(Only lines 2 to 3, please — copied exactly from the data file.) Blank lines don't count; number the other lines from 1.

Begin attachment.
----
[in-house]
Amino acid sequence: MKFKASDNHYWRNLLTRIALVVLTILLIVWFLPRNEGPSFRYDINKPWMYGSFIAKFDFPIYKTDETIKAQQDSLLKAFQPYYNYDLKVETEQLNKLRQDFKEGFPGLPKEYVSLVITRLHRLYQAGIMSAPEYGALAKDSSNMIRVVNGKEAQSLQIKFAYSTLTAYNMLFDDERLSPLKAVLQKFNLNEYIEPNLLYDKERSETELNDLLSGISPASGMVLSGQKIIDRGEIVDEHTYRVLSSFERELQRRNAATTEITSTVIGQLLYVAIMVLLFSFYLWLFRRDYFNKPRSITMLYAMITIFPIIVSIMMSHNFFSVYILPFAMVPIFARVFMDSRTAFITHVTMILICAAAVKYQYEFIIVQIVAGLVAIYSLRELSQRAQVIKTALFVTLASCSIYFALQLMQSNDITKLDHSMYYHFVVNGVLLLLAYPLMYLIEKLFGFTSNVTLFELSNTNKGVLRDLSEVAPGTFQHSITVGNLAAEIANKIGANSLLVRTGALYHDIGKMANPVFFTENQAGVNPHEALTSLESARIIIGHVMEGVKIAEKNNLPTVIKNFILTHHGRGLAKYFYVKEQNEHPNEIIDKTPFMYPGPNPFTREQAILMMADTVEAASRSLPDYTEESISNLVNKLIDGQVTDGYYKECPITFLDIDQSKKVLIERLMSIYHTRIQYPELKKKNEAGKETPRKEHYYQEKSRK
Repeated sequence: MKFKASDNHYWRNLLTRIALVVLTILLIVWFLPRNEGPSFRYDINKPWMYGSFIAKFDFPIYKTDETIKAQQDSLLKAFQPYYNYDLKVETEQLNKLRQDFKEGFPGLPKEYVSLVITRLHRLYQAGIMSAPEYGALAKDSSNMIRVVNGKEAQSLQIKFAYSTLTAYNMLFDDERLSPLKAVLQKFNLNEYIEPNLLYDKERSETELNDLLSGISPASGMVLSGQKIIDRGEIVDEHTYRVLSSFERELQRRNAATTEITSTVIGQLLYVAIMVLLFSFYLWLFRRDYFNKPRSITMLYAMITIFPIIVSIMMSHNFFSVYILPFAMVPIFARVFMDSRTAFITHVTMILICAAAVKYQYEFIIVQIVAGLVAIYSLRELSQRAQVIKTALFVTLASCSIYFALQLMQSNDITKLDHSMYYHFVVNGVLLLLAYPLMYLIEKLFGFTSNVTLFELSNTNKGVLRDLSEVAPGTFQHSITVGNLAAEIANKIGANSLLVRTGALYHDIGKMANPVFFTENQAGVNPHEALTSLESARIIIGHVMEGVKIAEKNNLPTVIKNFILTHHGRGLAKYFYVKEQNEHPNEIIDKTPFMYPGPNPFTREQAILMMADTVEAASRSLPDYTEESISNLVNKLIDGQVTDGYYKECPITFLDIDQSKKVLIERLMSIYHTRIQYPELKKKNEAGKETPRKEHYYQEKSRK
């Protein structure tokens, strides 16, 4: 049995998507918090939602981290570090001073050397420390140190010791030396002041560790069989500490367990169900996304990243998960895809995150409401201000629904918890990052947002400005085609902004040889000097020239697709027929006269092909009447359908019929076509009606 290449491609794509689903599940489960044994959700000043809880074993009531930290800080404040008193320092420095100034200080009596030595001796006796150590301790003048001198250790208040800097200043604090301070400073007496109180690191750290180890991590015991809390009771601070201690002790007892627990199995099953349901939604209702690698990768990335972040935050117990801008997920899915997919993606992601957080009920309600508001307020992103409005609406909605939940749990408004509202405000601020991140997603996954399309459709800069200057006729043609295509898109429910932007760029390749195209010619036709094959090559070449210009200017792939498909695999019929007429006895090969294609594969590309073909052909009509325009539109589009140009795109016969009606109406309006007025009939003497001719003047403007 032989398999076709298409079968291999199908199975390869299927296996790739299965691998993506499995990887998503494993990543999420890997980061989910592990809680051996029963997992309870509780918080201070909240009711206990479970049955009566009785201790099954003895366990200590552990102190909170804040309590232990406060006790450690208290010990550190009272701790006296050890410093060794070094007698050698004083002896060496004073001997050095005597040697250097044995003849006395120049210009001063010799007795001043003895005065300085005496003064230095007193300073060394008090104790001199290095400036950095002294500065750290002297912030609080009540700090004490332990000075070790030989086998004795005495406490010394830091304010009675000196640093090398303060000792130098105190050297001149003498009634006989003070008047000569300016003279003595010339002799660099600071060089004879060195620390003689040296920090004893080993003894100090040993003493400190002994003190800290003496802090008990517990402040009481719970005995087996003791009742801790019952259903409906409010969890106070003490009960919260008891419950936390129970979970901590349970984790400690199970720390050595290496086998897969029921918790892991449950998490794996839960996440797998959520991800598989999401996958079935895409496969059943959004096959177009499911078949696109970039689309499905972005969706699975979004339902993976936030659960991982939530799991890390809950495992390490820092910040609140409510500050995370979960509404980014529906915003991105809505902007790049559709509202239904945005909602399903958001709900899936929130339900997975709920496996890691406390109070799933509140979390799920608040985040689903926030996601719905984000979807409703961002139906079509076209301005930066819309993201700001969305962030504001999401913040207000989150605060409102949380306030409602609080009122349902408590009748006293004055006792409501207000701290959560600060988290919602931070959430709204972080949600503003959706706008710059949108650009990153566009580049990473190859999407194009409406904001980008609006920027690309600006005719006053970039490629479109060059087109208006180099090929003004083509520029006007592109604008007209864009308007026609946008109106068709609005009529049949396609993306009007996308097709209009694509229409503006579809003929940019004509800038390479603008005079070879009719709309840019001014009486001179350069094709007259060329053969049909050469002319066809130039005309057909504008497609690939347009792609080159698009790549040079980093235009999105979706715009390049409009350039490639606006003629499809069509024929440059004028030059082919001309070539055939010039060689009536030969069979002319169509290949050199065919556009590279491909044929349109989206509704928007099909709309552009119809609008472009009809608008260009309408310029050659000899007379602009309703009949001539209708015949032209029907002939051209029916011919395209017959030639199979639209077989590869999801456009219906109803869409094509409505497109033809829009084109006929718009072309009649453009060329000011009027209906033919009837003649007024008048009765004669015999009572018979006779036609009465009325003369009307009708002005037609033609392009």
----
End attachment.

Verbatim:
Amino acid sequence: MKFKASDNHYWRNLLTRIALVVLTILLIVWFLPRNEGPSFRYDINKPWMYGSFIAKFDFPIYKTDETIKAQQDSLLKAFQPYYNYDLKVETEQLNKLRQDFKEGFPGLPKEYVSLVITRLHRLYQAGIMSAPEYGALAKDSSNMIRVVNGKEAQSLQIKFAYSTLTAYNMLFDDERLSPLKAVLQKFNLNEYIEPNLLYDKERSETELNDLLSGISPASGMVLSGQKIIDRGEIVDEHTYRVLSSFERELQRRNAATTEITSTVIGQLLYVAIMVLLFSFYLWLFRRDYFNKPRSITMLYAMITIFPIIVSIMMSHNFFSVYILPFAMVPIFARVFMDSRTAFITHVTMILICAAAVKYQYEFIIVQIVAGLVAIYSLRELSQRAQVIKTALFVTLASCSIYFALQLMQSNDITKLDHSMYYHFVVNGVLLLLAYPLMYLIEKLFGFTSNVTLFELSNTNKGVLRDLSEVAPGTFQHSITVGNLAAEIANKIGANSLLVRTGALYHDIGKMANPVFFTENQAGVNPHEALTSLESARIIIGHVMEGVKIAEKNNLPTVIKNFILTHHGRGLAKYFYVKEQNEHPNEIIDKTPFMYPGPNPFTREQAILMMADTVEAASRSLPDYTEESISNLVNKLIDGQVTDGYYKECPITFLDIDQSKKVLIERLMSIYHTRIQYPELKKKNEAGKETPRKEHYYQEKSRK
Repeated sequence: MKFKASDNHYWRNLLTRIALVVLTILLIVWFLPRNEGPSFRYDINKPWMYGSFIAKFDFPIYKTDETIKAQQDSLLKAFQPYYNYDLKVETEQLNKLRQDFKEGFPGLPKEYVSLVITRLHRLYQAGIMSAPEYGALAKDSSNMIRVVNGKEAQSLQIKFAYSTLTAYNMLFDDERLSPLKAVLQKFNLNEYIEPNLLYDKERSETELNDLLSGISPASGMVLSGQKIIDRGEIVDEHTYRVLSSFERELQRRNAATTEITSTVIGQLLYVAIMVLLFSFYLWLFRRDYFNKPRSITMLYAMITIFPIIVSIMMSHNFFSVYILPFAMVPIFARVFMDSRTAFITHVTMILICAAAVKYQYEFIIVQIVAGLVAIYSLRELSQRAQVIKTALFVTLASCSIYFALQLMQSNDITKLDHSMYYHFVVNGVLLLLAYPLMYLIEKLFGFTSNVTLFELSNTNKGVLRDLSEVAPGTFQHSITVGNLAAEIANKIGANSLLVRTGALYHDIGKMANPVFFTENQAGVNPHEALTSLESARIIIGHVMEGVKIAEKNNLPTVIKNFILTHHGRGLAKYFYVKEQNEHPNEIIDKTPFMYPGPNPFTREQAILMMADTVEAASRSLPDYTEESISNLVNKLIDGQVTDGYYKECPITFLDIDQSKKVLIERLMSIYHTRIQYPELKKKNEAGKETPRKEHYYQEKSRK